In the wake of a wretched first season at IUP, baseball coach Jeff Ditch realized there was but one remedy for what ailed his program.
He had to hit the road.
Yes, Ditch put the campus in his rearview mirror. He tossed a suitcase in his trunk, climbed behind the wheel, and embarked on a search—not for a new job but for players who could restore his program’s pulse.
All of Ditch’s days on the road paid off handsomely this spring when IUP took off in a new direction, courtesy of a dramatic U-turn. Only two years removed from the worst season in school history, the Crimson Hawks rebounded with one of the best. Sparked by many of the sophomores who constituted Ditch’s first recruiting class, IUP posted a record thirty-six wins, advanced to the Pennsylvania State Athletic Conference playoffs for the first time since 1998, and climbed as high as No. 24 in the NCAA Division II poll.
The Hawks went from rank to ranked, seemingly in the blink of an eye.
Pitcher Colby Betz (right) earned All-PSAC West first-team honors.
“Even we look at what happened and go ‘wow,’” said junior second baseman Ryan Mostyn, referring to the veteran players who suffered through IUP’s abominable 10-41 campaign in 2006. “We’ve seen both ends of the spectrum. We were bottom of the NCAA. Then, to turn it around in such a short period of time and become one of the top teams in the country—compared to two years ago, that’s monumental.” There were indications back in February that a rebirth of sorts was imminent. The Hawks opened their 36-19 season by sweeping a four-game series from Virginia State—IUP outscored the Trojans 43-7—and never looked back. Ditch’s team returned from its southern spring break sojourn with a 14-4 record and loads of confidence.
“We didn’t have a lot of success on those trips before this year, so that was a real highlight,” said senior third baseman Shayne Busti, who blasted a team-high eleven home runs and knocked in sixty-one runs to set a school record and lead the PSAC. “We played a pretty good schedule down there against some really good North Carolina teams like Catawba, which was ranked, and Pfeiffer, so we were pretty excited to come away with as many wins as we did. That really set the tone for the rest of the season.”
The Hawks kept right on winning, often bludgeoning foes into submission. IUP scored a conference-high 444 runs to obliterate the school record by 140 and eclipsed existing standards in several other categories, including hits, home runs, and total bases. Sophomore right fielder Jamie Smith led the PSAC and set a school record for runs (65), sophomore shortstop Paul Bingham banged out an IUP-record sixtynine hits, and sophomore catcher T. J. Nichols paced the team in batting average (.406).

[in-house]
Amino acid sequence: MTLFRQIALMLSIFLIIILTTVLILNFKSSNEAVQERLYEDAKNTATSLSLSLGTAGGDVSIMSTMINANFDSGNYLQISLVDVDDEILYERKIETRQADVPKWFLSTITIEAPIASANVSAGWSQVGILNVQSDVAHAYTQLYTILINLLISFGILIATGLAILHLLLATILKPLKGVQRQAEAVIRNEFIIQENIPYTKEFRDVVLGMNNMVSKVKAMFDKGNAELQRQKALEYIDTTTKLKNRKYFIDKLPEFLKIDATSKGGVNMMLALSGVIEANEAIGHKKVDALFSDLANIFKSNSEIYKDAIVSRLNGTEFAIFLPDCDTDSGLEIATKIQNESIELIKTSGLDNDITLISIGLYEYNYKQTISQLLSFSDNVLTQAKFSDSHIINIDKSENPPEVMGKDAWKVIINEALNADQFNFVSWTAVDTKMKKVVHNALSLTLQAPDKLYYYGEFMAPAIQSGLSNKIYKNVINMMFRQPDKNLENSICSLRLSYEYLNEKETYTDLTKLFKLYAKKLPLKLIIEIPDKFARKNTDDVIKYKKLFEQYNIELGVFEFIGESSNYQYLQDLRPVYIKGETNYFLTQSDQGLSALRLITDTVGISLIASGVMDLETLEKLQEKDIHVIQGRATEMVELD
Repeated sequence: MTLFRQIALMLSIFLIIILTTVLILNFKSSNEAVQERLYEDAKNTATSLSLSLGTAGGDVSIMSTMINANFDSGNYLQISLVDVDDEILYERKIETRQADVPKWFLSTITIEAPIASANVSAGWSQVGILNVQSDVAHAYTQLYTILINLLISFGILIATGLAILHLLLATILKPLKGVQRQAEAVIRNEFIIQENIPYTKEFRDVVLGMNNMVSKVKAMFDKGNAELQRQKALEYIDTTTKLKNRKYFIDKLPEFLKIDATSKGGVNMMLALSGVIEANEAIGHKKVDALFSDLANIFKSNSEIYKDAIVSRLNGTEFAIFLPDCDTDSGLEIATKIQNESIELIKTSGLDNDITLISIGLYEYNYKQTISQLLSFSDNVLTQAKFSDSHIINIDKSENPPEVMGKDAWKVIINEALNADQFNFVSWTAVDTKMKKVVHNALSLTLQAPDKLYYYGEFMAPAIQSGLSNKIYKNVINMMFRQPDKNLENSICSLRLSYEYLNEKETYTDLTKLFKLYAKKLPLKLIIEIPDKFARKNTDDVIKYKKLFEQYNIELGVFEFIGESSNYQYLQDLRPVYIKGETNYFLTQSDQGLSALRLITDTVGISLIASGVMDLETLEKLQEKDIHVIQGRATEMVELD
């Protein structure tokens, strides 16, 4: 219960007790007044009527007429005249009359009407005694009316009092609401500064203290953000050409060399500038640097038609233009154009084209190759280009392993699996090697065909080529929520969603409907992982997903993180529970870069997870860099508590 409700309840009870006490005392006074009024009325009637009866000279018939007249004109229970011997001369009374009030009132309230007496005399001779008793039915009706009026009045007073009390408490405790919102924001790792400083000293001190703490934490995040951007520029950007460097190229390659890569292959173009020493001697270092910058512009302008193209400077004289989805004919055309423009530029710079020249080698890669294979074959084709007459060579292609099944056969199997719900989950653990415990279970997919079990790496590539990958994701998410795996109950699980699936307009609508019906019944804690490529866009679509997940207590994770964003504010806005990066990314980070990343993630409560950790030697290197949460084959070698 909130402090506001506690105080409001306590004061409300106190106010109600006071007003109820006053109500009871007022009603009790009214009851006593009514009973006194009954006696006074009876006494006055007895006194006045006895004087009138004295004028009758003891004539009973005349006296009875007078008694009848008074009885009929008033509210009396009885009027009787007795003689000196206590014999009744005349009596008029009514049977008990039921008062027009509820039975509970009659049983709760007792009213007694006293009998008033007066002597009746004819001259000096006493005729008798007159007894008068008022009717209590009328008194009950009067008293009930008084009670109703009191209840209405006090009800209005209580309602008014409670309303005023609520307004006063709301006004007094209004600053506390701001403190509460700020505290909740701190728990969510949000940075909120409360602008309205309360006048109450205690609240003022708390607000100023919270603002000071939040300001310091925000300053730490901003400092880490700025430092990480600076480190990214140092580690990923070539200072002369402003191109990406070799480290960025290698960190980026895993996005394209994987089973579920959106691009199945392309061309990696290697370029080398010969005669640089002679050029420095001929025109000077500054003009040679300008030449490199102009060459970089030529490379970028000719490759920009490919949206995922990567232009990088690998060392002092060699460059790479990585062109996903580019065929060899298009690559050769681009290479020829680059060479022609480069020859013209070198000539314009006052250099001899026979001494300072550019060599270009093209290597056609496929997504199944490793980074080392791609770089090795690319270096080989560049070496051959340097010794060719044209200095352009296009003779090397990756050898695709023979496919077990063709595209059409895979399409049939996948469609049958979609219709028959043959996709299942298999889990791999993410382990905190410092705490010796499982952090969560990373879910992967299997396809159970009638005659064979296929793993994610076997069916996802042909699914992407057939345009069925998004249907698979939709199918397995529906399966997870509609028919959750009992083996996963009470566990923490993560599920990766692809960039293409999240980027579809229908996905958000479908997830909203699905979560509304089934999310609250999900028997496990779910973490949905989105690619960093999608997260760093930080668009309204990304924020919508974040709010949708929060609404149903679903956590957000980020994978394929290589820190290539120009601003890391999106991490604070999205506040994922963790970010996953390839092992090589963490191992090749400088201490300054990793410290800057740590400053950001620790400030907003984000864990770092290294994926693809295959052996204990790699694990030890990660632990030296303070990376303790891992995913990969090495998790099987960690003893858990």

The pitchers also excelled. Staff ace Colby Betz earned All-PSAC West first-team honors by fashioning a 7-1 record and a teambest 2.93 ERA, and fellow sophomore Steve Mondschein finished 5-2.
Even in the midst of that agonizing 2006 campaign, Ditch never stopped believing he could resuscitate the IUP program, because he was convinced impact players like Mondschein, Betz, Nichols, Bingham, and Smith were within his grasp.
“I felt confident the whole time, because I knew that I was capable of recruiting in Pennsylvania,” Ditch said. “Coming here with the experience of having recruited at Penn State [as an assistant coach] for four years, I just felt like I kind of knew the ins and outs of the state and had had some success recruiting back when I was there. And the rest was easy. It’s easy to recruit to IUP. It sells itself. There are a lot of good things for the student-athlete to experience here.”
Alas, winning in baseball wasn’t one of them, at least not in 2006. The best way to reverse the program’s sagging fortunes was to boost the talent level, so Ditch hit the road in pursuit of prospects. The resulting influx of talent fueled a progression from 10-41 two years ago to 20-28 last season to 36-19.
“It’s just a credit to Coach Ditch’s recruiting,” said Betz. “I mean, he goes all over the place. He’s out all the time—if he’s not at practice, he’s out recruiting. And he’s brought in some quality players.”
Ones groomed in successful high school programs, the type who tolerate failure on the diamond about as well as Gordon Ramsay does in the kitchen. Defeat is no longer an acceptable outcome.
That refuse-to-lose mentality bore fruit in 2008, especially in the last weekend of the regular season, when IUP’s playoff hopes hinged on a four-game series against twotime defending PSAC West champion California. The Crimson Hawks won three of those games and swept Cal on the last day to clinch a PSAC playoff berth. They sewed up second place in the division with a 5-1 victory in the finale.
“Probably the best moment I’ve ever had in baseball was that win,” Mostyn said. “On their home field, knowing we had to win, to take two games against a real good baseball team to make the playoffs was awesome.”
The Hawks’ season ended with an 0-2 showing in the PSAC tournament, but that hasty exit couldn’t detract from all the wins that preceded it. Only two years after setting a school record for losses, IUP established one for victories. It was the kind of U-turn Jeff Ditch envisioned two years ago when he climbed behind the wheel and headed off in search of recruits.
The players he found were instrumental in helping the Hawks morph from rank to ranked.
“Going from ten wins to twenty last year to setting a school record with thirty-six wins—everything about this season was so special,” Busti said. “I know I’ll remember it for the rest of my life.”